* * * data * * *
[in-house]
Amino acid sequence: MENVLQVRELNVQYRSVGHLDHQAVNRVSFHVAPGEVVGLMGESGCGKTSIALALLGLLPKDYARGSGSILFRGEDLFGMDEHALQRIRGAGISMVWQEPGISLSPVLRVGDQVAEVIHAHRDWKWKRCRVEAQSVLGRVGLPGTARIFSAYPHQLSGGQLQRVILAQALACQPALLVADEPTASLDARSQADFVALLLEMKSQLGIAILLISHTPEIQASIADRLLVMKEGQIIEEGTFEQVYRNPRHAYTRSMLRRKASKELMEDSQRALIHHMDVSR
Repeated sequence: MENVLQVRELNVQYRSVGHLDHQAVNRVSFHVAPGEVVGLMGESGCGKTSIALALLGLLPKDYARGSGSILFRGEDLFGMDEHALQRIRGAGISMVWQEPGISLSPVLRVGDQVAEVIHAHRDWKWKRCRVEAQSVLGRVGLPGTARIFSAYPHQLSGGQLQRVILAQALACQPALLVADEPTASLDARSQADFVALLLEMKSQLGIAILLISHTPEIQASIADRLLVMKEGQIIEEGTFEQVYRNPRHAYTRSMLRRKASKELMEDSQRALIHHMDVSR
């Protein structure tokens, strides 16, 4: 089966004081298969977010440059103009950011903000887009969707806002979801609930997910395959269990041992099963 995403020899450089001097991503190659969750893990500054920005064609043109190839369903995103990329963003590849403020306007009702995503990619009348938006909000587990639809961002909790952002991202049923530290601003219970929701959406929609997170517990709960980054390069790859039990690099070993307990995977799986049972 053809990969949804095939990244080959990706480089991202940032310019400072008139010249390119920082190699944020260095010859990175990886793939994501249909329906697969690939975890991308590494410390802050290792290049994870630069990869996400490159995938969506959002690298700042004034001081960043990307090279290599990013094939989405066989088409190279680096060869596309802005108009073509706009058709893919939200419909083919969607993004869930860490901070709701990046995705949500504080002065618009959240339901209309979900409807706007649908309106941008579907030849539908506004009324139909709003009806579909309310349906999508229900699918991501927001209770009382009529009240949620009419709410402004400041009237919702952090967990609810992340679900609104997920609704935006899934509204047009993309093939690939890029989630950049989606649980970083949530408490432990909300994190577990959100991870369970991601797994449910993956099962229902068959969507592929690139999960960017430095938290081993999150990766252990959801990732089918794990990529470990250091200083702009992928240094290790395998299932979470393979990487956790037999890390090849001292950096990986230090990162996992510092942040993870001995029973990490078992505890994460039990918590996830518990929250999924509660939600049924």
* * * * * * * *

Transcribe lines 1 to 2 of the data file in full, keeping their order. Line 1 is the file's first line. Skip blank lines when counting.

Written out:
[in-house]
Amino acid sequence: MENVLQVRELNVQYRSVGHLDHQAVNRVSFHVAPGEVVGLMGESGCGKTSIALALLGLLPKDYARGSGSILFRGEDLFGMDEHALQRIRGAGISMVWQEPGISLSPVLRVGDQVAEVIHAHRDWKWKRCRVEAQSVLGRVGLPGTARIFSAYPHQLSGGQLQRVILAQALACQPALLVADEPTASLDARSQADFVALLLEMKSQLGIAILLISHTPEIQASIADRLLVMKEGQIIEEGTFEQVYRNPRHAYTRSMLRRKASKELMEDSQRALIHHMDVSR